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Auto focus doesn't work on bird surrounded by foliage

rfermat
Contributor

I have a Canon EOS 5D Mark III, purchased in late 2016.  I've taken at least 10000 photos with it.  I use either the EF 100-400 IS II or the 70-300 image stabilizer lens.  In either case, when I am photographing a bird that is perched on a branch and has background foliage, AF usually doesn't work.  I have lost at least 70% of the oppotunities for such photos, as eventually the bird flies off.  The %$^&#$ camera insists on focusing on the background or foreground.   These are situations where I am reasonably close to the bird, so that it opccupies maybe 1/12 or 1/16th of the image.

 

This is beyond frustrating.  I have experimented with many different AF settings and nothing seems to do any good.  

 

Anyone else have this problem?

33 REPLIES 33

"I don't think it should be hard to add ellipses."

 

This is all a camera sensor sees...........

ST-51_160H.png

It doesn't see shapes of any kind.  Perhaps you can make a break through and improve how it works but this is all a camera sees right now.

EB
EOS 1DX and 1D Mk IV and several lenses!

You can develop a computer algorithm to look for shapes -- that aren't really AI or Machine Learning.  I used to work as a developer of CAD/CAM software and I recall developing a function that tried to guess what part of a geometric constuct you probably *meant* to select based on where you *actually* clicked with your stylus.  It may have seemed "smart" but in reality it was a fixed algorithm with no abilty to "learn".  So it wasn't really AI.

 

For true AI & Machine Learning, the system does have to be able to "learn".

 

 

 

Anyway... here's a good video series on the topic.  As you mentioned your into math, you may find an appreciation for what it is doing:

 

https://youtu.be/aircAruvnKk

 

That's just the first video in a series ... each one is around 20 minutes.  But after an hour or so you'll have a pretty good idea of what's going on.

 

Tim Campbell
5D III, 5D IV, 60Da

An accurate AF system that can distinguish between a small bird and twigs is most likely not going to happen soon enough to help either of us!

EB
EOS 1DX and 1D Mk IV and several lenses!

<<Select a fairly high ISO 800 to 1600.>>

 

ebiggs1.... Can you elaborate on this a little just for my own knowledge?  Does that ISO range somehow improve AF sensor capabilities?  

"<<Select a fairly high ISO 800 to 1600.>>

 

ebiggs1.... Can you elaborate on this a little just for my own knowledge?  Does that ISO range somehow improve AF sensor capabilities?"

 

No it doesn't.

I don't remember the context of my reply as I didn't dig back through the replies but this is to help keep SS higher or faster if you will.  It has nothing to do with AF.  Camera sensors only see light and dark. All shades of gray. Black is on one side and white is on the other side of the scale.  This is the Raw data.   Color is figured out and added by the camera electronics and software.

EB
EOS 1DX and 1D Mk IV and several lenses!


@coachboz68 wrote:

<<Select a fairly high ISO 800 to 1600.>>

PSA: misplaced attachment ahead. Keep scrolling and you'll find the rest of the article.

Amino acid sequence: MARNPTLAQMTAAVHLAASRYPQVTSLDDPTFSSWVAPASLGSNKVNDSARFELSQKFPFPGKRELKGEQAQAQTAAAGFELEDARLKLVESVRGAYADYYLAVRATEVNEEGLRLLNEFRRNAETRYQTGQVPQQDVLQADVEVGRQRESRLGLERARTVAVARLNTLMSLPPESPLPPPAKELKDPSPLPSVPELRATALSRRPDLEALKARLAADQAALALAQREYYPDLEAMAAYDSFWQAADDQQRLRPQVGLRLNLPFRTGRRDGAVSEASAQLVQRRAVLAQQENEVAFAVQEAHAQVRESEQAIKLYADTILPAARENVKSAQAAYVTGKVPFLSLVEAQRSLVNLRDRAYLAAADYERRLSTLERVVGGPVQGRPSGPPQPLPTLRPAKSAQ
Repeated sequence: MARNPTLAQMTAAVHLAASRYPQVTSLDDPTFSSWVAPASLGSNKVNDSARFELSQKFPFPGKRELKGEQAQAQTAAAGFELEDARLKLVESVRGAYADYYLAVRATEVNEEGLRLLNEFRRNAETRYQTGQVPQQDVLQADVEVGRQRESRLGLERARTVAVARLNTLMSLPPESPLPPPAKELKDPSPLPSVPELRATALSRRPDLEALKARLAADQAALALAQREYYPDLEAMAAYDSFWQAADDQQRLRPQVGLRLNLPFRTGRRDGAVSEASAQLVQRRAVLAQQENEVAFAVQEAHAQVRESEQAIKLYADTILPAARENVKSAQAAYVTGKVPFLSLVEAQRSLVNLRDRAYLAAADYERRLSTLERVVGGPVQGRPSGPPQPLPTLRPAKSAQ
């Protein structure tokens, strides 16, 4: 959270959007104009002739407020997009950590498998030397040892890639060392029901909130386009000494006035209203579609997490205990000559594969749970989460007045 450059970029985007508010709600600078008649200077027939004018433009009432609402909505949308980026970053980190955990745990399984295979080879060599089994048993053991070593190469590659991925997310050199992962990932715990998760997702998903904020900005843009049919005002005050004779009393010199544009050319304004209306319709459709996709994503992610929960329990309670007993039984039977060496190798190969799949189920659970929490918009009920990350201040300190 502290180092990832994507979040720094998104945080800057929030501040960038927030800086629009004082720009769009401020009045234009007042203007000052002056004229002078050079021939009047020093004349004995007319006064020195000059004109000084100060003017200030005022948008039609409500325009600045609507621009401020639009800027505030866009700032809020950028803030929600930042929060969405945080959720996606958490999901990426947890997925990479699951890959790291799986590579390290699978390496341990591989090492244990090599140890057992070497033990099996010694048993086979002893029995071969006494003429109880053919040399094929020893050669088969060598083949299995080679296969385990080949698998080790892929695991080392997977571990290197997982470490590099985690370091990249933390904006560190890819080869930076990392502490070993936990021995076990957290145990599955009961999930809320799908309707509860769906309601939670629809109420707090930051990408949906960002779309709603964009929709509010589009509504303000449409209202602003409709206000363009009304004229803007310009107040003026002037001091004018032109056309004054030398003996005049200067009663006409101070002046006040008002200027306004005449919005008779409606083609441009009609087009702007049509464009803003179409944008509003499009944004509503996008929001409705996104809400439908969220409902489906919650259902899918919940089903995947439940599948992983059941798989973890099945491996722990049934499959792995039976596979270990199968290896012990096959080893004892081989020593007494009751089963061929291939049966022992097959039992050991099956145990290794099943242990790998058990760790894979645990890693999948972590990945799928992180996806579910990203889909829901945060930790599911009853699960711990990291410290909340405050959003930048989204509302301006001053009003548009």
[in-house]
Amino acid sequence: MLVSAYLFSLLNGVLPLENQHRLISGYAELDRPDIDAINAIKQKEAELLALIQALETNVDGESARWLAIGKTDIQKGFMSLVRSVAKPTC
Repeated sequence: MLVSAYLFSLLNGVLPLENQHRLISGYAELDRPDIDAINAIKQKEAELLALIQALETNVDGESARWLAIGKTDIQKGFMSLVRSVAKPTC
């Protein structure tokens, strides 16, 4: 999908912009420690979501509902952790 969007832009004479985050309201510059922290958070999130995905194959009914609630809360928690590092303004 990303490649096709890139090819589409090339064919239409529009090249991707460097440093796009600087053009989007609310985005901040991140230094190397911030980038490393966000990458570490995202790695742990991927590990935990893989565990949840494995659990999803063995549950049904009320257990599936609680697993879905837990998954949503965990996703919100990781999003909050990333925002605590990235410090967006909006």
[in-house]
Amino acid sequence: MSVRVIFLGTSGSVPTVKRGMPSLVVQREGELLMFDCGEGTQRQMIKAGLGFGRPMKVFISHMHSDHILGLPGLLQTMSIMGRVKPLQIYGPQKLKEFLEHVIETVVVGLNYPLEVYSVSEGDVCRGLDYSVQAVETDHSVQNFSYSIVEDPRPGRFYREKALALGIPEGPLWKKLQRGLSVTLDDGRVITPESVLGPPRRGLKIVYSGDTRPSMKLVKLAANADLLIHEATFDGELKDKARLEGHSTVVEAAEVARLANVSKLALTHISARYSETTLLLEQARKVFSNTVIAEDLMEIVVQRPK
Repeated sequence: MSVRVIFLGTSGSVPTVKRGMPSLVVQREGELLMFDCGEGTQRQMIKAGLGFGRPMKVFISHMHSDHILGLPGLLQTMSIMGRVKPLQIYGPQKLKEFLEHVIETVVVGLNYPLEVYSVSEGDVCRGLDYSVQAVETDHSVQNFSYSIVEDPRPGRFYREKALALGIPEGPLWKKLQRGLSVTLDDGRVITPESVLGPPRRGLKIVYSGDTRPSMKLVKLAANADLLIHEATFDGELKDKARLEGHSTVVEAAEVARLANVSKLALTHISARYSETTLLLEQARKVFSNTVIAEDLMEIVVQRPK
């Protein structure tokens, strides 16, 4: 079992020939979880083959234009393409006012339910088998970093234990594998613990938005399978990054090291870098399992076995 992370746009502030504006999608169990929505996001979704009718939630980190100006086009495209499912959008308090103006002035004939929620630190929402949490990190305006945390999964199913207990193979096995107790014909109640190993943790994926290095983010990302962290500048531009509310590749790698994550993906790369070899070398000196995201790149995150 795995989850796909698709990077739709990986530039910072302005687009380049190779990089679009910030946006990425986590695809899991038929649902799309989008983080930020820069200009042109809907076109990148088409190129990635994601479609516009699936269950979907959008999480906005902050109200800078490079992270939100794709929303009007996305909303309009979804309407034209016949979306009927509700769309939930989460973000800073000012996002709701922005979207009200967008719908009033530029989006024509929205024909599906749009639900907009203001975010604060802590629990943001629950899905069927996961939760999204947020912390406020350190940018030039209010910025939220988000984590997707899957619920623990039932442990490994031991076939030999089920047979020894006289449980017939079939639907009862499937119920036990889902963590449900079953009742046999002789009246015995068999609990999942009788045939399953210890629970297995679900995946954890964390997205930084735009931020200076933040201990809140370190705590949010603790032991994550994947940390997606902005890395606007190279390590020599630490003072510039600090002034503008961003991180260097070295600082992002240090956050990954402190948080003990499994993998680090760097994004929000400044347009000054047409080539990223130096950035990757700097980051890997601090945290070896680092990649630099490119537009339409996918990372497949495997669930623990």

ebiggs1.... Can you elaborate on this a little just for my own knowledge?  Does that ISO range somehow improve AF sensor capabilities?  


ISO is a "gain" (amplification of the data) that the camera applies only after the exposure is completed (shutter is closed).    It does nothing to how the camera behaves prior to or during the shot.  The only exception is that if you use live-view, Canon performs "exposure simulation during liveview" meaning if you dial the ISO up & down while in "live view" mode, you'll notice the image getting brighter or darker.  But it's just a "simulation" being shown to you and doesn't accurately represent what the camera sees.

 

 

Tim Campbell
5D III, 5D IV, 60Da

ebiggs1
Legend
Legend

rfermat,

 

This shot is not a keeper. Not one of my better efforts. Smiley Frustrated  I found it in my discards for deleting but it does show the settings I suggested and getting closer does work.

 

141.jpg

 

"... it opccupies maybe 1/12 or 1/16th of the image."

Remember this is way to small for good AF perfromance.

EB
EOS 1DX and 1D Mk IV and several lenses!

Waddizzle
Legend
Legend

@rfermat wrote:

I have a Canon EOS 5D Mark III, purchased in late 2016.  I've taken at least 10000 photos with it.  I use either the EF 100-400 IS II or the 70-300 image stabilizer lens.  In either case, when I am photographing a bird that is perched on a branch and has background foliage, AF usually doesn't work.  I have lost at least 70% of the oppotunities for such photos, as eventually the bird flies off.  The %$^&#$ camera insists on focusing on the background or foreground.   These are situations where I am reasonably close to the bird, so that it opccupies maybe 1/12 or 1/16th of the image.

 

This is beyond frustrating.  I have experimented with many different AF settings and nothing seems to do any good.  

 

Anyone else have this problem?


I have saved a custom shooting mode for shooting a bird sitting on a branch, surrounded by other branches.  I have found using a monopod, or some other support, really helps.

 

I select just the center AF point.  Never bothered with Spot AF.  I use Single Shot focus mode.  I also use Back Button Focus, so that the lens does not try to refocus when I press the shutter.  The focus stays put until I refocus it again.   It usually takes me 2-3 attempts to nail the focus where I want it..

--------------------------------------------------------
"The right mouse button is your friend."

0220210007292018_05_051002183.jpg

 

0220210007292018_05_051002183-3.jpg

 

 

--------------------------------------------------------
"The right mouse button is your friend."

Nice shots. What are the gears you used and settings please ?

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